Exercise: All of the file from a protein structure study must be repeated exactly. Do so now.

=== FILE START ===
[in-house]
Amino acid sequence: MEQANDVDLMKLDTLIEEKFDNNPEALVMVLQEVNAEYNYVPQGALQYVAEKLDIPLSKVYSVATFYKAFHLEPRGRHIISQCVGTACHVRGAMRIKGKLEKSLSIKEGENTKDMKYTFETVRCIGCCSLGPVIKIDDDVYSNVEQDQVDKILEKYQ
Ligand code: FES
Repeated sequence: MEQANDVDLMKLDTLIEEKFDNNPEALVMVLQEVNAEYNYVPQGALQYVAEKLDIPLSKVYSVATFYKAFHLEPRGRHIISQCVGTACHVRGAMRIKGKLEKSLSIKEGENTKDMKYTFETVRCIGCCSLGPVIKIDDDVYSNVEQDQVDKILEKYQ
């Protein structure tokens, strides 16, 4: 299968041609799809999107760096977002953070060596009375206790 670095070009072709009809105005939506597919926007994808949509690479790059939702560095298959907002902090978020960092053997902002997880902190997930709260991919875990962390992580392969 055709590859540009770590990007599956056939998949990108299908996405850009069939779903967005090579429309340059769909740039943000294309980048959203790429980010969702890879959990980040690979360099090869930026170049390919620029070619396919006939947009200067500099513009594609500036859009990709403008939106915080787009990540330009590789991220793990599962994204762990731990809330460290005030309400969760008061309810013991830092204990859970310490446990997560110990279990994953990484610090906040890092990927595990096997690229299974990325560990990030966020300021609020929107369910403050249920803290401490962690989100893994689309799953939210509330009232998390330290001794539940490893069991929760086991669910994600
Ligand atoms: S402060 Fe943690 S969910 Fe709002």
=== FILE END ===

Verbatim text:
[in-house]
Amino acid sequence: MEQANDVDLMKLDTLIEEKFDNNPEALVMVLQEVNAEYNYVPQGALQYVAEKLDIPLSKVYSVATFYKAFHLEPRGRHIISQCVGTACHVRGAMRIKGKLEKSLSIKEGENTKDMKYTFETVRCIGCCSLGPVIKIDDDVYSNVEQDQVDKILEKYQ
Ligand code: FES
Repeated sequence: MEQANDVDLMKLDTLIEEKFDNNPEALVMVLQEVNAEYNYVPQGALQYVAEKLDIPLSKVYSVATFYKAFHLEPRGRHIISQCVGTACHVRGAMRIKGKLEKSLSIKEGENTKDMKYTFETVRCIGCCSLGPVIKIDDDVYSNVEQDQVDKILEKYQ
């Protein structure tokens, strides 16, 4: 299968041609799809999107760096977002953070060596009375206790 670095070009072709009809105005939506597919926007994808949509690479790059939702560095298959907002902090978020960092053997902002997880902190997930709260991919875990962390992580392969 055709590859540009770590990007599956056939998949990108299908996405850009069939779903967005090579429309340059769909740039943000294309980048959203790429980010969702890879959990980040690979360099090869930026170049390919620029070619396919006939947009200067500099513009594609500036859009990709403008939106915080787009990540330009590789991220793990599962994204762990731990809330460290005030309400969760008061309810013991830092204990859970310490446990997560110990279990994953990484610090906040890092990927595990096997690229299974990325560990990030966020300021609020929107369910403050249920803290401490962690989100893994689309799953939210509330009232998390330290001794539940490893069991929760086991669910994600
Ligand atoms: S402060 Fe943690 S969910 Fe709002």